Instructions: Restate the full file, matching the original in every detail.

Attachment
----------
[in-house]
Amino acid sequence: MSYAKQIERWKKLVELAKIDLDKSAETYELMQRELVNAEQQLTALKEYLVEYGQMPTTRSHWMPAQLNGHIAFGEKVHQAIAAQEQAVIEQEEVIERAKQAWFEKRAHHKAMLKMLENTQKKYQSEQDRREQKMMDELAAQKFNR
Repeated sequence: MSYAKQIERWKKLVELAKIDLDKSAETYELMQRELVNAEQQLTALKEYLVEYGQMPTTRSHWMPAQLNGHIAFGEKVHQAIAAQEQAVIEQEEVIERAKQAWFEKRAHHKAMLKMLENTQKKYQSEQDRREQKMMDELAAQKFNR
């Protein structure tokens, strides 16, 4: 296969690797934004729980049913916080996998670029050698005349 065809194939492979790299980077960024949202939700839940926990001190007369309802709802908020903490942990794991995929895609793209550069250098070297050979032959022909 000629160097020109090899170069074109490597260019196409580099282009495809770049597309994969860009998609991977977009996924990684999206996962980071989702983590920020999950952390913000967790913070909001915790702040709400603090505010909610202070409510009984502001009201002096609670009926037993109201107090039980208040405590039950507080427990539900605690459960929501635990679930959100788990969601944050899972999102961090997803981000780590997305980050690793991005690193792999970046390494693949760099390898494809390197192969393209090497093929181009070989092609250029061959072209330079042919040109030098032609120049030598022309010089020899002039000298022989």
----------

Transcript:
[in-house]
Amino acid sequence: MSYAKQIERWKKLVELAKIDLDKSAETYELMQRELVNAEQQLTALKEYLVEYGQMPTTRSHWMPAQLNGHIAFGEKVHQAIAAQEQAVIEQEEVIERAKQAWFEKRAHHKAMLKMLENTQKKYQSEQDRREQKMMDELAAQKFNR
Repeated sequence: MSYAKQIERWKKLVELAKIDLDKSAETYELMQRELVNAEQQLTALKEYLVEYGQMPTTRSHWMPAQLNGHIAFGEKVHQAIAAQEQAVIEQEEVIERAKQAWFEKRAHHKAMLKMLENTQKKYQSEQDRREQKMMDELAAQKFNR
């Protein structure tokens, strides 16, 4: 296969690797934004729980049913916080996998670029050698005349 065809194939492979790299980077960024949202939700839940926990001190007369309802709802908020903490942990794991995929895609793209550069250098070297050979032959022909 000629160097020109090899170069074109490597260019196409580099282009495809770049597309994969860009998609991977977009996924990684999206996962980071989702983590920020999950952390913000967790913070909001915790702040709400603090505010909610202070409510009984502001009201002096609670009926037993109201107090039980208040405590039950507080427990539900605690459960929501635990679930959100788990969601944050899972999102961090997803981000780590997305980050690793991005690193792999970046390494693949760099390898494809390197192969393209090497093929181009070989092609250029061959072209330079042919040109030098032609120049030598022309010089020899002039000298022989």